Eyelids (Blepharoplasty)

General Information

Blepharoplasty (eye bag removal) is a popular procedure requested both by women and men. Some of them feel their eyelids to be excessively heavy but others may be concerned about the ‘hooding’ of the upper eyelid skin. In most cases the definition of the upper eyelid above the eyelashes is taken up by the loose skin. Concerns about the lower eyelid may be due to excess skin or due to the puffiness of the lower eyelid. In some patients this may be the result of other medical conditions like: under active thyroid or renal diseases. It is therefore important to seek a professional opinion which takes into consideration the general medical problems of the patient and not just focusing on the excess skin on the lids. In a proportion of patients the downward droop of the eyebrows may also contribute to the heaviness of the upper lid. This may require a ‘brow lift’ in addition to the eyelid bag removal.

Procedure Related Information

Excess skin in upper eye lid can be removed with or without any fat removal. This can be performed under a local or a general anaesthesia. If there is a need for removal of fat excess from the lower eyelid it is best performed under a general anaesthesia. The resulting scars are placed such that they blend with the skin crease lines around the eyelids. Routinely patients would be advised to have cool eye masks to minimise the bruising. It is best to avoid any strenuous activities for a few weeks after the surgery. Patients would be advised to keep their heads propped up for up to a week after the operation. The eyelid sutures are usually removed in five days.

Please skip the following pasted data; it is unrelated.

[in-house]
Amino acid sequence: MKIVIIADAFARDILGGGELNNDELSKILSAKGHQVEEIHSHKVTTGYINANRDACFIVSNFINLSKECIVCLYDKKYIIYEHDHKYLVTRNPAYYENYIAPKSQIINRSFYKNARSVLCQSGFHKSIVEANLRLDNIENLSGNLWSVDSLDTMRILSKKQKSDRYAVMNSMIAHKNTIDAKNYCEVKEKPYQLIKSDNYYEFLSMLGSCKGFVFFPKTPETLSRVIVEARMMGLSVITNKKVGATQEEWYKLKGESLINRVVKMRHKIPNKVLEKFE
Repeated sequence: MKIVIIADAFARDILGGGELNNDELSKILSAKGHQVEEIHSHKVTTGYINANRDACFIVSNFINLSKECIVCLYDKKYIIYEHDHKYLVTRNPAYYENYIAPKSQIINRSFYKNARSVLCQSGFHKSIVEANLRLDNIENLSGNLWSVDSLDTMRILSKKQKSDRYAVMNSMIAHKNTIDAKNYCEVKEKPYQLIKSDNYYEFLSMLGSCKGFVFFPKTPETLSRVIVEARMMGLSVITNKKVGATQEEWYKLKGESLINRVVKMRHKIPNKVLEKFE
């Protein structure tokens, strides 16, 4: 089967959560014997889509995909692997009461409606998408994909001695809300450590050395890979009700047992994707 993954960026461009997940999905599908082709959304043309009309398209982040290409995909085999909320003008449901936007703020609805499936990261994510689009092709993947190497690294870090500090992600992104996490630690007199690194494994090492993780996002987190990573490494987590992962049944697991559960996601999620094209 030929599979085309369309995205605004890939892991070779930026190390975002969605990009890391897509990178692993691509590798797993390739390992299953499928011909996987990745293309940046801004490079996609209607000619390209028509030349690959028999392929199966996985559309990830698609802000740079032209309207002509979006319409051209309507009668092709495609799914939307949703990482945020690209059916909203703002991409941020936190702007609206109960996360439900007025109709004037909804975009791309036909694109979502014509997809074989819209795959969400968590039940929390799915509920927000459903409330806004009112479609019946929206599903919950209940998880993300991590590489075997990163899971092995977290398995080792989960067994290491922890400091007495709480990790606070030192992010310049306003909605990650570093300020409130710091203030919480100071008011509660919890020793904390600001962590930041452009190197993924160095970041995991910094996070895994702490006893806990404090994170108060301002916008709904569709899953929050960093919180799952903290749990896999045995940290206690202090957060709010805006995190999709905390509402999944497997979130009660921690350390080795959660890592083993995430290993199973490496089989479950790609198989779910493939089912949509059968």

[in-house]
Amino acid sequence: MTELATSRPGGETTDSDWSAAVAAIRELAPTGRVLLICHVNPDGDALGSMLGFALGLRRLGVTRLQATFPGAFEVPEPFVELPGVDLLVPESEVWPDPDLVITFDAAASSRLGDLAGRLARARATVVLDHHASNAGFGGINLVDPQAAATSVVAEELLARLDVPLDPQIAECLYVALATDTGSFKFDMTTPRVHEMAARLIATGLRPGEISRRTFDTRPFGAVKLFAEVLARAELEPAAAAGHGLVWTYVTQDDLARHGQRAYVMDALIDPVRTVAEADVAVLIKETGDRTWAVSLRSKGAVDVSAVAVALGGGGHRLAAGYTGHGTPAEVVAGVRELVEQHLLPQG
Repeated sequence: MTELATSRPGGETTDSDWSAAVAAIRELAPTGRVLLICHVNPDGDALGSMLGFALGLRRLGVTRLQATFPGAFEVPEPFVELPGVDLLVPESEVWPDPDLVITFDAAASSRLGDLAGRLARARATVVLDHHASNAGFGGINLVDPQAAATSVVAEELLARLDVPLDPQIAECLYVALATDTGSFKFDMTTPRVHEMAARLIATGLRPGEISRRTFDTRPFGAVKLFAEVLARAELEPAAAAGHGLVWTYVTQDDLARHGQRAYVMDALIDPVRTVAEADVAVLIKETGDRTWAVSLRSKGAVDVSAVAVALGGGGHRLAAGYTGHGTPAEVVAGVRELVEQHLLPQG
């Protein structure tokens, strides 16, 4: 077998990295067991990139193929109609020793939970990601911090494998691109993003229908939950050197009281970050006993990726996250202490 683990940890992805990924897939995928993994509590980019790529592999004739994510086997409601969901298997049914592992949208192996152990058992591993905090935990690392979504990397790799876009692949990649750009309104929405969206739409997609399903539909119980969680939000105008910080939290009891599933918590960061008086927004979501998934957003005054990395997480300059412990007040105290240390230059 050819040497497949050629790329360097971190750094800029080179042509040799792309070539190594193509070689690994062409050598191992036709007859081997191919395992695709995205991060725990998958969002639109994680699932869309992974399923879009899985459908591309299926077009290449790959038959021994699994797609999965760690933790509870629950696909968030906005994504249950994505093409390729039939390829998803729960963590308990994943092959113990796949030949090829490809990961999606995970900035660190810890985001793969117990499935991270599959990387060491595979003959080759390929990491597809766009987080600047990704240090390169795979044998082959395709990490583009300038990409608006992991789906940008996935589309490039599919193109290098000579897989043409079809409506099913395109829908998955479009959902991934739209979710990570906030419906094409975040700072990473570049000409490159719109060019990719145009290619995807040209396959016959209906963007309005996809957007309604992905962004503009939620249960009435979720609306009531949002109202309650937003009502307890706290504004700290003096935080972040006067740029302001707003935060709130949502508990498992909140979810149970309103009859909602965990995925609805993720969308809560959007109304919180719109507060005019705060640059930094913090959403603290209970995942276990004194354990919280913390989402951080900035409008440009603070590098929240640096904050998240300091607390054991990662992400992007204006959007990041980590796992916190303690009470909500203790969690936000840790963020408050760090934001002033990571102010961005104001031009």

Points To Note

Bruising is a common occurrence following eyelid surgery. If the upper and lower lids are operated together it is likely that the eye area would feel tight. It is best to avoid wearing contact lenses for two three weeks after the operation. Patients would be advised to avoid any eye makeup for that period as well. There have been reports of rare, but devastating loss of vision following cosmetic eyelid surgery in the world literature.


If too much skin is removed from the lower lid during surgery the eyelid may not close properly and may appear slightly out-turned (ectropion). In extreme cases the patient may require further reconstructive procedures to solve this problem.


Loss of adequate support or removal of a larger skin area from the lower lid during surgery may lead to the eyelid not closing properly and may appear slightly out turned (ectropion).